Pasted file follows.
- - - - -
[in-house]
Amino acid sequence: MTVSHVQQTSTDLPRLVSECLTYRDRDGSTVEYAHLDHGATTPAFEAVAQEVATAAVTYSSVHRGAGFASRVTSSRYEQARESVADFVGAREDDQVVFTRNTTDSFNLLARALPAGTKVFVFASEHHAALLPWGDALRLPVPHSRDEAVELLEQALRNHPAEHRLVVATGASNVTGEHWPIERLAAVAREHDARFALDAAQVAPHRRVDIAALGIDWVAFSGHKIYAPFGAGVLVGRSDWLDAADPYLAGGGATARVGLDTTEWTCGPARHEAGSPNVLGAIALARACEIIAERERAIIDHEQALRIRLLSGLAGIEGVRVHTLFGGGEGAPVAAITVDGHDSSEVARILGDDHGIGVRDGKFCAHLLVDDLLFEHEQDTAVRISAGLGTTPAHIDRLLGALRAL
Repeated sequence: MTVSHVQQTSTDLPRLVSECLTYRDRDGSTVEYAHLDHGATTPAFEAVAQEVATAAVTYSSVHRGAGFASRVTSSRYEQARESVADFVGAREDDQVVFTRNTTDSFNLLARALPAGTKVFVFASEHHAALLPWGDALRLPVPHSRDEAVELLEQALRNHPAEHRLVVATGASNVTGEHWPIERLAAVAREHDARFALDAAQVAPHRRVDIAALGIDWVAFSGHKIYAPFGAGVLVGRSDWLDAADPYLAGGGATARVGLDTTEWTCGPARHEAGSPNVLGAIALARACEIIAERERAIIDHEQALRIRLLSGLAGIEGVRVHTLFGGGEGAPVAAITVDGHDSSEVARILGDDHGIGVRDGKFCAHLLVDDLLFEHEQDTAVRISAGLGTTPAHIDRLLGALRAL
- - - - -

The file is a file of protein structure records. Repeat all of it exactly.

[in-house]
Amino acid sequence: MTVSHVQQTSTDLPRLVSECLTYRDRDGSTVEYAHLDHGATTPAFEAVAQEVATAAVTYSSVHRGAGFASRVTSSRYEQARESVADFVGAREDDQVVFTRNTTDSFNLLARALPAGTKVFVFASEHHAALLPWGDALRLPVPHSRDEAVELLEQALRNHPAEHRLVVATGASNVTGEHWPIERLAAVAREHDARFALDAAQVAPHRRVDIAALGIDWVAFSGHKIYAPFGAGVLVGRSDWLDAADPYLAGGGATARVGLDTTEWTCGPARHEAGSPNVLGAIALARACEIIAERERAIIDHEQALRIRLLSGLAGIEGVRVHTLFGGGEGAPVAAITVDGHDSSEVARILGDDHGIGVRDGKFCAHLLVDDLLFEHEQDTAVRISAGLGTTPAHIDRLLGALRAL
Repeated sequence: MTVSHVQQTSTDLPRLVSECLTYRDRDGSTVEYAHLDHGATTPAFEAVAQEVATAAVTYSSVHRGAGFASRVTSSRYEQARESVADFVGAREDDQVVFTRNTTDSFNLLARALPAGTKVFVFASEHHAALLPWGDALRLPVPHSRDEAVELLEQALRNHPAEHRLVVATGASNVTGEHWPIERLAAVAREHDARFALDAAQVAPHRRVDIAALGIDWVAFSGHKIYAPFGAGVLVGRSDWLDAADPYLAGGGATARVGLDTTEWTCGPARHEAGSPNVLGAIALARACEIIAERERAIIDHEQALRIRLLSGLAGIEGVRVHTLFGGGEGAPVAAITVDGHDSSEVARILGDDHGIGVRDGKFCAHLLVDDLLFEHEQDTAVRISAGLGTTPAHIDRLLGALRAL